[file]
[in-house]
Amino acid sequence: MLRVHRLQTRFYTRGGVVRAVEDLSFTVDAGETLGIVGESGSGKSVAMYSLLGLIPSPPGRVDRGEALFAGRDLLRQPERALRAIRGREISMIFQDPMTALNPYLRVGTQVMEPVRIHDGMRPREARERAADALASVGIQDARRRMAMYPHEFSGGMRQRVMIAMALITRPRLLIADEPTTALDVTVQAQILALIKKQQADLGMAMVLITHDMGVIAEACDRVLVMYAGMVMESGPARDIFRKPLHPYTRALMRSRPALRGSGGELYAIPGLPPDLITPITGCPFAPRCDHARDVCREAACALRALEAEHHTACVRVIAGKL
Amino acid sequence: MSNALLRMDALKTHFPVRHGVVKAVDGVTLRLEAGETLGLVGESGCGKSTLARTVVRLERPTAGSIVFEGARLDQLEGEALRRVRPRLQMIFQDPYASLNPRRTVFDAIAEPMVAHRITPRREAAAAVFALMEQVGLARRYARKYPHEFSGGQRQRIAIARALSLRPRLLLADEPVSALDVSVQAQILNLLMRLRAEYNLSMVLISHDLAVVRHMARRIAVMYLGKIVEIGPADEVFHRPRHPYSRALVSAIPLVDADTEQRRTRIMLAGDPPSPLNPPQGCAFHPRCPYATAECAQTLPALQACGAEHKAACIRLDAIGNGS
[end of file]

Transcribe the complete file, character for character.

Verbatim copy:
[in-house]
Amino acid sequence: MLRVHRLQTRFYTRGGVVRAVEDLSFTVDAGETLGIVGESGSGKSVAMYSLLGLIPSPPGRVDRGEALFAGRDLLRQPERALRAIRGREISMIFQDPMTALNPYLRVGTQVMEPVRIHDGMRPREARERAADALASVGIQDARRRMAMYPHEFSGGMRQRVMIAMALITRPRLLIADEPTTALDVTVQAQILALIKKQQADLGMAMVLITHDMGVIAEACDRVLVMYAGMVMESGPARDIFRKPLHPYTRALMRSRPALRGSGGELYAIPGLPPDLITPITGCPFAPRCDHARDVCREAACALRALEAEHHTACVRVIAGKL
Amino acid sequence: MSNALLRMDALKTHFPVRHGVVKAVDGVTLRLEAGETLGLVGESGCGKSTLARTVVRLERPTAGSIVFEGARLDQLEGEALRRVRPRLQMIFQDPYASLNPRRTVFDAIAEPMVAHRITPRREAAAAVFALMEQVGLARRYARKYPHEFSGGQRQRIAIARALSLRPRLLLADEPVSALDVSVQAQILNLLMRLRAEYNLSMVLISHDLAVVRHMARRIAVMYLGKIVEIGPADEVFHRPRHPYSRALVSAIPLVDADTEQRRTRIMLAGDPPSPLNPPQGCAFHPRCPYATAECAQTLPALQACGAEHKAACIRLDAIGNGS